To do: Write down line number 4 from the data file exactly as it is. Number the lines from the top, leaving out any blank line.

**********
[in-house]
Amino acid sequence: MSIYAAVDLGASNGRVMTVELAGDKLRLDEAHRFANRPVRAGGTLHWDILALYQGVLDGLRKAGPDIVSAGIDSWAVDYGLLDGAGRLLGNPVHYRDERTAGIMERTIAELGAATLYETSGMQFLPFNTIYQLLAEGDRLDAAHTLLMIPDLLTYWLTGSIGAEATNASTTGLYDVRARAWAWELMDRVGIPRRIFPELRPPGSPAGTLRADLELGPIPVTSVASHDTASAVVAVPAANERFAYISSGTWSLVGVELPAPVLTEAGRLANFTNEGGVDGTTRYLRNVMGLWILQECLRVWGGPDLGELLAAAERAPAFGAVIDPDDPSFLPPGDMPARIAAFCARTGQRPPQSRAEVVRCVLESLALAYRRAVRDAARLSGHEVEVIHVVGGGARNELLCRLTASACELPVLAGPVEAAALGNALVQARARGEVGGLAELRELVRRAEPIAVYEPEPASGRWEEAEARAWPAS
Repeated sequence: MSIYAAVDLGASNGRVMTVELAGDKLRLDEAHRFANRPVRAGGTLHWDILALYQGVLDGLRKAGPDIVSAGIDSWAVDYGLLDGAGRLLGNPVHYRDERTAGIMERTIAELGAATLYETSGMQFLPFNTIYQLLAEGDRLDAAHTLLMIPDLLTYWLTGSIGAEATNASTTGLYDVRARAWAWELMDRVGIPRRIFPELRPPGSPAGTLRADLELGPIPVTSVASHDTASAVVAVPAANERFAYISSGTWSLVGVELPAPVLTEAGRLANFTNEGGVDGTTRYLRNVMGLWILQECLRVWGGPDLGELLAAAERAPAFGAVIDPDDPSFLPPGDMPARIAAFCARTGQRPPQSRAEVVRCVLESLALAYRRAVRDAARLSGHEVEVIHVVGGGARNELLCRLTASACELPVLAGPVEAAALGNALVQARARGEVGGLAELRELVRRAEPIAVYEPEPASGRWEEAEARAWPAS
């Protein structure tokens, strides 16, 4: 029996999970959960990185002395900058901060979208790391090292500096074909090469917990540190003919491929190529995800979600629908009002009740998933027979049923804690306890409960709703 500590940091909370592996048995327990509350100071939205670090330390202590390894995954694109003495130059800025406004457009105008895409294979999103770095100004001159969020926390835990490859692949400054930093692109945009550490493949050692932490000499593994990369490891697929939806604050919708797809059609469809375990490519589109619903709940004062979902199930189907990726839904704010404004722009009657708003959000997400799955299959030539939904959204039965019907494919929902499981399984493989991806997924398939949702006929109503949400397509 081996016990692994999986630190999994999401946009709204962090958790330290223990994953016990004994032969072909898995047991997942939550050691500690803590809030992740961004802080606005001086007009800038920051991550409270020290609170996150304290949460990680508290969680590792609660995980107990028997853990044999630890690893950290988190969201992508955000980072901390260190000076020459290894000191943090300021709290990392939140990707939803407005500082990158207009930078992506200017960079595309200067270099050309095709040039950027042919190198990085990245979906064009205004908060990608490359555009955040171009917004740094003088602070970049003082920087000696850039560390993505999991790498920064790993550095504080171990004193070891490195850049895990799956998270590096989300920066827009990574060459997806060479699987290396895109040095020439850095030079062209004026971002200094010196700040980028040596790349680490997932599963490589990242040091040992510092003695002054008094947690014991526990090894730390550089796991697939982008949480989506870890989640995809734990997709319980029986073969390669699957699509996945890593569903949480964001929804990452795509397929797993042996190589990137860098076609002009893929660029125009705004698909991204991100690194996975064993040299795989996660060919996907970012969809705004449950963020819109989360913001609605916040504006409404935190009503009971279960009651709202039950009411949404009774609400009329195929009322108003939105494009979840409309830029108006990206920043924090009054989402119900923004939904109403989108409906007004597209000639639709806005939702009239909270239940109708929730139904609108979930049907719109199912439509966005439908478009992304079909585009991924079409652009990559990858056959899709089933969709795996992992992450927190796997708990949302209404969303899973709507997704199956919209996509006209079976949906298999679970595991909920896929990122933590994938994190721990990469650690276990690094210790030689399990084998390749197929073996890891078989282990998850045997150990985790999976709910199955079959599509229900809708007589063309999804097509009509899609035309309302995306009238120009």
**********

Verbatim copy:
């Protein structure tokens, strides 16, 4: 029996999970959960990185002395900058901060979208790391090292500096074909090469917990540190003919491929190529995800979600629908009002009740998933027979049923804690306890409960709703 500590940091909370592996048995327990509350100071939205670090330390202590390894995954694109003495130059800025406004457009105008895409294979999103770095100004001159969020926390835990490859692949400054930093692109945009550490493949050692932490000499593994990369490891697929939806604050919708797809059609469809375990490519589109619903709940004062979902199930189907990726839904704010404004722009009657708003959000997400799955299959030539939904959204039965019907494919929902499981399984493989991806997924398939949702006929109503949400397509 081996016990692994999986630190999994999401946009709204962090958790330290223990994953016990004994032969072909898995047991997942939550050691500690803590809030992740961004802080606005001086007009800038920051991550409270020290609170996150304290949460990680508290969680590792609660995980107990028997853990044999630890690893950290988190969201992508955000980072901390260190000076020459290894000191943090300021709290990392939140990707939803407005500082990158207009930078992506200017960079595309200067270099050309095709040039950027042919190198990085990245979906064009205004908060990608490359555009955040171009917004740094003088602070970049003082920087000696850039560390993505999991790498920064790993550095504080171990004193070891490195850049895990799956998270590096989300920066827009990574060459997806060479699987290396895109040095020439850095030079062209004026971002200094010196700040980028040596790349680490997932599963490589990242040091040992510092003695002054008094947690014991526990090894730390550089796991697939982008949480989506870890989640995809734990997709319980029986073969390669699957699509996945890593569903949480964001929804990452795509397929797993042996190589990137860098076609002009893929660029125009705004698909991204991100690194996975064993040299795989996660060919996907970012969809705004449950963020819109989360913001609605916040504006409404935190009503009971279960009651709202039950009411949404009774609400009329195929009322108003939105494009979840409309830029108006990206920043924090009054989402119900923004939904109403989108409906007004597209000639639709806005939702009239909270239940109708929730139904609108979930049907719109199912439509966005439908478009992304079909585009991924079409652009990559990858056959899709089933969709795996992992992450927190796997708990949302209404969303899973709507997704199956919209996509006209079976949906298999679970595991909920896929990122933590994938994190721990990469650690276990690094210790030689399990084998390749197929073996890891078989282990998850045997150990985790999976709910199955079959599509229900809708007589063309999804097509009509899609035309309302995306009238120009």